Almost 100,000 more UK firms slide into financial distress

Henry Saker-Clark, PA City Reporter
·2 min read

Almost 100,000 more UK businesses have tumbled into financial distress in the past three months as the impact of the pandemic continued to weigh on firms, according to new research.

The latest quarter Red Flag Alert report by insolvency specialists Begbies Traynor found that around 723,000 businesses were in “significant financial distress” in the quarter to the end of March.

It said this represented a jump of 93,000, the largest increase reported since the research started in its current form in 2014.

This was a 15% increase from the end of the fourth quarter of 2020, as many firms stopped trading again during the third coronavirus lockdown.

Begbies Traynor’s data highlighted that this represented a 42% jump in companies in financial distress since one year earlier, prior to the full impact of the pandemic.

It said this included particularly sharp increases for companies in the logistics and real estate sectors.

However, Julie Palmer, partner at Begbies Traynor, warned that yet more companies could slide into insolvency despite the easing of pandemic restrictions.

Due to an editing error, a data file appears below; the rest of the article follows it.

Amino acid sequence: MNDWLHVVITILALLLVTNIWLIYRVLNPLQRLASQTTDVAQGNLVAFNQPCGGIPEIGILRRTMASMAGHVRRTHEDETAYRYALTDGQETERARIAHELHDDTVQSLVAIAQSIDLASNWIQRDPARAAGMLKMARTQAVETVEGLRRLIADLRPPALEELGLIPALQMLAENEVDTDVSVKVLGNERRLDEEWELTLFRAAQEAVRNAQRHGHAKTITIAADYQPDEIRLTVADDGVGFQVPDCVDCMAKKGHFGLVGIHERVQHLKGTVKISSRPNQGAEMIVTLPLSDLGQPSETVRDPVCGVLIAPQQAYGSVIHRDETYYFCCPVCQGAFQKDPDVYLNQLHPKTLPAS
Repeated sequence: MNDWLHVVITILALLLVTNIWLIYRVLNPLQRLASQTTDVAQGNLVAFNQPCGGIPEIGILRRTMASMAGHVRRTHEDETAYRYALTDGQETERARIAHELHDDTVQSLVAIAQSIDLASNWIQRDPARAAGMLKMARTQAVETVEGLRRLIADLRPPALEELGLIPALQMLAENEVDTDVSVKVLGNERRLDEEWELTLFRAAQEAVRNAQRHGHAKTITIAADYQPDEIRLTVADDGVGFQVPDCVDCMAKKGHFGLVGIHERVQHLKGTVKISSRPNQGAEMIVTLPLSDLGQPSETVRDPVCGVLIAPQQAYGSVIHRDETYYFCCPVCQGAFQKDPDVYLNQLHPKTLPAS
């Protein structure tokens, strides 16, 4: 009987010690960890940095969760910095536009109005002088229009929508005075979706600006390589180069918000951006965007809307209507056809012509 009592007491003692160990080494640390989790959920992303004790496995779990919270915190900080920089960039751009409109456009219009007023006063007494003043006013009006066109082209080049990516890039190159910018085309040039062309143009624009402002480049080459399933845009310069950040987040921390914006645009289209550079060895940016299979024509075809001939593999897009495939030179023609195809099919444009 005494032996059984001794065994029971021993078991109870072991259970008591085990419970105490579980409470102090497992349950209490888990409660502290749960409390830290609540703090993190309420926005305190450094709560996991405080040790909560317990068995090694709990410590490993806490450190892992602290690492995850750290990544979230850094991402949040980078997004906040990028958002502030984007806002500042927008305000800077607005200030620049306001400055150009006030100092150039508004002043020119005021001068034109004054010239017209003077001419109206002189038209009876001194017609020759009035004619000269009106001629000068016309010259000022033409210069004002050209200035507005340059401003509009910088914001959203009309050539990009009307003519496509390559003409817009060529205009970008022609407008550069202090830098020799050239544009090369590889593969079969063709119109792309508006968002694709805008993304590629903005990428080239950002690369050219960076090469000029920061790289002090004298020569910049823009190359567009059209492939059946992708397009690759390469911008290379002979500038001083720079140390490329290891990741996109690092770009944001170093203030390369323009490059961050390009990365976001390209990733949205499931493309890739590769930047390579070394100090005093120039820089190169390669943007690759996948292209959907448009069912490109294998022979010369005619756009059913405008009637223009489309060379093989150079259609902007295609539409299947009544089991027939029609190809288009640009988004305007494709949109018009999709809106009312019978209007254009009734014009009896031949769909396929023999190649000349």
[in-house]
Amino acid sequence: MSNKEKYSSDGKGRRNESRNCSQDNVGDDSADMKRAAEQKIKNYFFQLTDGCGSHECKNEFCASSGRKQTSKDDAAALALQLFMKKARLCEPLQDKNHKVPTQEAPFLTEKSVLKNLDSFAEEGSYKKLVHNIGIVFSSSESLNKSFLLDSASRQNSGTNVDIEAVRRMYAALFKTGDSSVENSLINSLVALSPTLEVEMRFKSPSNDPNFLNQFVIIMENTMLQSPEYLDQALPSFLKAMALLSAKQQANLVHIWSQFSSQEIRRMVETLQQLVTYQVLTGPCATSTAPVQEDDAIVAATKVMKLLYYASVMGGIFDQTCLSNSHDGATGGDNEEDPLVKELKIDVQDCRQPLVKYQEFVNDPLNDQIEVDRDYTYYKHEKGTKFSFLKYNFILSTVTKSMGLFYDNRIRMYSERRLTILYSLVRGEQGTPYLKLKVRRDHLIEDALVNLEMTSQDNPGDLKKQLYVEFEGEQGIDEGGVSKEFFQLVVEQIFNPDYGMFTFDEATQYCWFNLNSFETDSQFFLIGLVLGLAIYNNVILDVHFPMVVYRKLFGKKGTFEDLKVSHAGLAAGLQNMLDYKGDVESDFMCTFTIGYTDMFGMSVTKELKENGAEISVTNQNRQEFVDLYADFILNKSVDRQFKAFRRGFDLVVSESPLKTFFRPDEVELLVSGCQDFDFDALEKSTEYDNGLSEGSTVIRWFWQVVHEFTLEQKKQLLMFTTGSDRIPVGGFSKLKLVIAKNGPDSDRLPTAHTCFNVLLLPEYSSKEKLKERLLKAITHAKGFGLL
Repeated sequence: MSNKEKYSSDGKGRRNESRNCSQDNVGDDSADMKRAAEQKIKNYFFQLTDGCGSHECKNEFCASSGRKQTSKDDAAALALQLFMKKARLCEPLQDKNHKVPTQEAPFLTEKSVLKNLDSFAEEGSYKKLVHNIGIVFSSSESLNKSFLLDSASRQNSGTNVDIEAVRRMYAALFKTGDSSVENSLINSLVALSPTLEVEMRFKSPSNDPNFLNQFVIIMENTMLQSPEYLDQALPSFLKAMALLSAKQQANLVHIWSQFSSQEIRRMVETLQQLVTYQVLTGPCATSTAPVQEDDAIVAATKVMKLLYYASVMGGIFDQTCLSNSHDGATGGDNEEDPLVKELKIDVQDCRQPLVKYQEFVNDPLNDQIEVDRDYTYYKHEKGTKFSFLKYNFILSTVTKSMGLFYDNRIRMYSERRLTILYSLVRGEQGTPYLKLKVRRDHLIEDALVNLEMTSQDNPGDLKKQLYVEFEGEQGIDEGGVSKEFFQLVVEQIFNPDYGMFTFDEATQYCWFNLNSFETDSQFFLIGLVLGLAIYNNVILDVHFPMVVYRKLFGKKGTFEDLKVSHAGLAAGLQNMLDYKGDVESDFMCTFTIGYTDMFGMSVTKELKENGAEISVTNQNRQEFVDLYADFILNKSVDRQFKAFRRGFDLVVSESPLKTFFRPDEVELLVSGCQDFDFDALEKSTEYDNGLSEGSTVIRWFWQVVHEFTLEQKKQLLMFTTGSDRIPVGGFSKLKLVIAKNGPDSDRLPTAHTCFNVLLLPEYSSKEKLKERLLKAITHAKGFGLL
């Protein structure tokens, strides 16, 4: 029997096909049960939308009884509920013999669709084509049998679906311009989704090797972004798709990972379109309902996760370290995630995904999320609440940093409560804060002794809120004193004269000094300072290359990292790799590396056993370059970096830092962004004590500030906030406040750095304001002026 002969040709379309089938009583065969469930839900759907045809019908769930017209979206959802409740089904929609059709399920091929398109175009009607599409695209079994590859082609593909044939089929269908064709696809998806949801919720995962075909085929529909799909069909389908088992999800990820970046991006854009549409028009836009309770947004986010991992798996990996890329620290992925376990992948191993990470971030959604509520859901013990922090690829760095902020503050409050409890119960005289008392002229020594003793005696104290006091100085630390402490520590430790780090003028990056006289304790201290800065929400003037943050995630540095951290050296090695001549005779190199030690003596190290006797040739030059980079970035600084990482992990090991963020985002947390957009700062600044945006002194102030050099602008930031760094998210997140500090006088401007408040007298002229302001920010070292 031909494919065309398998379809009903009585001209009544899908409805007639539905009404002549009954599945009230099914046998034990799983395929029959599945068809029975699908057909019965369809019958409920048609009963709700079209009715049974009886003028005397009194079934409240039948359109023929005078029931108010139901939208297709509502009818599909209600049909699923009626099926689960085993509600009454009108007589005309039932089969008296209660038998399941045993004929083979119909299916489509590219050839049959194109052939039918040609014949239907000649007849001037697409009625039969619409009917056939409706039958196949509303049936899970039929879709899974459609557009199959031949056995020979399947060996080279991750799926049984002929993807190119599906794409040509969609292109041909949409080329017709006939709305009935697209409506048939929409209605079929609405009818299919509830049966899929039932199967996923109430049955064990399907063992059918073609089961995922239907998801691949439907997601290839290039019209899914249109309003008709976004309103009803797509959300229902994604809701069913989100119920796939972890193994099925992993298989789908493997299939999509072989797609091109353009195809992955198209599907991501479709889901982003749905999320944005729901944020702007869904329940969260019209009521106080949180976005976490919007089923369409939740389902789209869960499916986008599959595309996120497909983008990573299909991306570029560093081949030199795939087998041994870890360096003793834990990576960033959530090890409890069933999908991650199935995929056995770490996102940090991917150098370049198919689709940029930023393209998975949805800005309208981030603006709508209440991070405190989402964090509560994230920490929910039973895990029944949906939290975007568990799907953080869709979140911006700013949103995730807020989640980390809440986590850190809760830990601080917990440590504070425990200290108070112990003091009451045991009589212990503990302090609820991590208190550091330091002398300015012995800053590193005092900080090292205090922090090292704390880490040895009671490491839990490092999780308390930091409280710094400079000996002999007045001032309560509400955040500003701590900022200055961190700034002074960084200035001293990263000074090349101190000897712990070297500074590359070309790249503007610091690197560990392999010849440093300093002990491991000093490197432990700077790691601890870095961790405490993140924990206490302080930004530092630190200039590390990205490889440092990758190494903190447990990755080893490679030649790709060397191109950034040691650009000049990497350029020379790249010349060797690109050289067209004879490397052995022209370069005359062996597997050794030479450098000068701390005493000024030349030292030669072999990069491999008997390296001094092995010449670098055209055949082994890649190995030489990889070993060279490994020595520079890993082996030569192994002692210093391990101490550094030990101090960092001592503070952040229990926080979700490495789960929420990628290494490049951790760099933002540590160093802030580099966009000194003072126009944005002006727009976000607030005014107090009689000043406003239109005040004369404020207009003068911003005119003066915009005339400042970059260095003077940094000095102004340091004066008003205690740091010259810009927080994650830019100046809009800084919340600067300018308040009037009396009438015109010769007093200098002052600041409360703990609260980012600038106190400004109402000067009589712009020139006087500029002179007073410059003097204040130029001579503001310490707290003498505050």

“The dam of zombie businesses could be about to break,” she said.

“Opening the doors of consumer-facing businesses on April 12 may well seem like a big step in the right direction for many of these companies as they try to shake off the traumatic trading of the last 12 months.

“However, our experience shows that unmanageable levels of debts and subsequent overtrading are likely to be the hidden icebergs waiting to sink even the highest profile businesses.”

She added the companies should act quickly to find financial support if they are facing financial distress.

Ms Palmer said: “Businesses that were profitable before the pandemic, have manageable debt and are still relevant in the post-pandemic world could flourish and be the real winners in this climate.

“They need guidance and need to act quickly. In a market that is moving fast, dithering companies will be swept away in the sheer force of distress that is forcing its way across the UK.”